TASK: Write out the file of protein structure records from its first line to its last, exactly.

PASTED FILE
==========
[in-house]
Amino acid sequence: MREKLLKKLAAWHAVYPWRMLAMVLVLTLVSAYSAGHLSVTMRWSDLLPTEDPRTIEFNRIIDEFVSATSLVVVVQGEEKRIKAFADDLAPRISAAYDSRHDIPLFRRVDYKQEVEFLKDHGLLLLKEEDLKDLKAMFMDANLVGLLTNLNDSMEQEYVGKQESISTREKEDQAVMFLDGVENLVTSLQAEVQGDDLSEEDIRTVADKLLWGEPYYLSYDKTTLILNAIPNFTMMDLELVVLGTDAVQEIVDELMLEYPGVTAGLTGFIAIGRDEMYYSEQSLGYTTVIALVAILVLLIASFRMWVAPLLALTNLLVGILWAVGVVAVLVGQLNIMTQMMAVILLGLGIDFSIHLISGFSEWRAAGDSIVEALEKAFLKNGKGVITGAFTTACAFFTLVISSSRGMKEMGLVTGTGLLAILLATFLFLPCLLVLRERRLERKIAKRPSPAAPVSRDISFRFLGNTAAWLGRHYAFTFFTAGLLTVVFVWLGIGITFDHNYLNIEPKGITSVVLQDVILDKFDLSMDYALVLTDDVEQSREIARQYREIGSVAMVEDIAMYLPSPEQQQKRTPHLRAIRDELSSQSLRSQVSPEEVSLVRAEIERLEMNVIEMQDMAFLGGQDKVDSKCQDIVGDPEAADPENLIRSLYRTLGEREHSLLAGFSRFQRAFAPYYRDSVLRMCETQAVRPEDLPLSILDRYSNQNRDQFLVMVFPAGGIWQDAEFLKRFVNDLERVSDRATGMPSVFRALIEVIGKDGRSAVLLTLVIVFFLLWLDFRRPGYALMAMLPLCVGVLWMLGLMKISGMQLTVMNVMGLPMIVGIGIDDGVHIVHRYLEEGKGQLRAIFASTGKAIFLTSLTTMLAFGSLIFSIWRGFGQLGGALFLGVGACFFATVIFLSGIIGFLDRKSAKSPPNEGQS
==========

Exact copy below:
[in-house]
Amino acid sequence: MREKLLKKLAAWHAVYPWRMLAMVLVLTLVSAYSAGHLSVTMRWSDLLPTEDPRTIEFNRIIDEFVSATSLVVVVQGEEKRIKAFADDLAPRISAAYDSRHDIPLFRRVDYKQEVEFLKDHGLLLLKEEDLKDLKAMFMDANLVGLLTNLNDSMEQEYVGKQESISTREKEDQAVMFLDGVENLVTSLQAEVQGDDLSEEDIRTVADKLLWGEPYYLSYDKTTLILNAIPNFTMMDLELVVLGTDAVQEIVDELMLEYPGVTAGLTGFIAIGRDEMYYSEQSLGYTTVIALVAILVLLIASFRMWVAPLLALTNLLVGILWAVGVVAVLVGQLNIMTQMMAVILLGLGIDFSIHLISGFSEWRAAGDSIVEALEKAFLKNGKGVITGAFTTACAFFTLVISSSRGMKEMGLVTGTGLLAILLATFLFLPCLLVLRERRLERKIAKRPSPAAPVSRDISFRFLGNTAAWLGRHYAFTFFTAGLLTVVFVWLGIGITFDHNYLNIEPKGITSVVLQDVILDKFDLSMDYALVLTDDVEQSREIARQYREIGSVAMVEDIAMYLPSPEQQQKRTPHLRAIRDELSSQSLRSQVSPEEVSLVRAEIERLEMNVIEMQDMAFLGGQDKVDSKCQDIVGDPEAADPENLIRSLYRTLGEREHSLLAGFSRFQRAFAPYYRDSVLRMCETQAVRPEDLPLSILDRYSNQNRDQFLVMVFPAGGIWQDAEFLKRFVNDLERVSDRATGMPSVFRALIEVIGKDGRSAVLLTLVIVFFLLWLDFRRPGYALMAMLPLCVGVLWMLGLMKISGMQLTVMNVMGLPMIVGIGIDDGVHIVHRYLEEGKGQLRAIFASTGKAIFLTSLTTMLAFGSLIFSIWRGFGQLGGALFLGVGACFFATVIFLSGIIGFLDRKSAKSPPNEGQS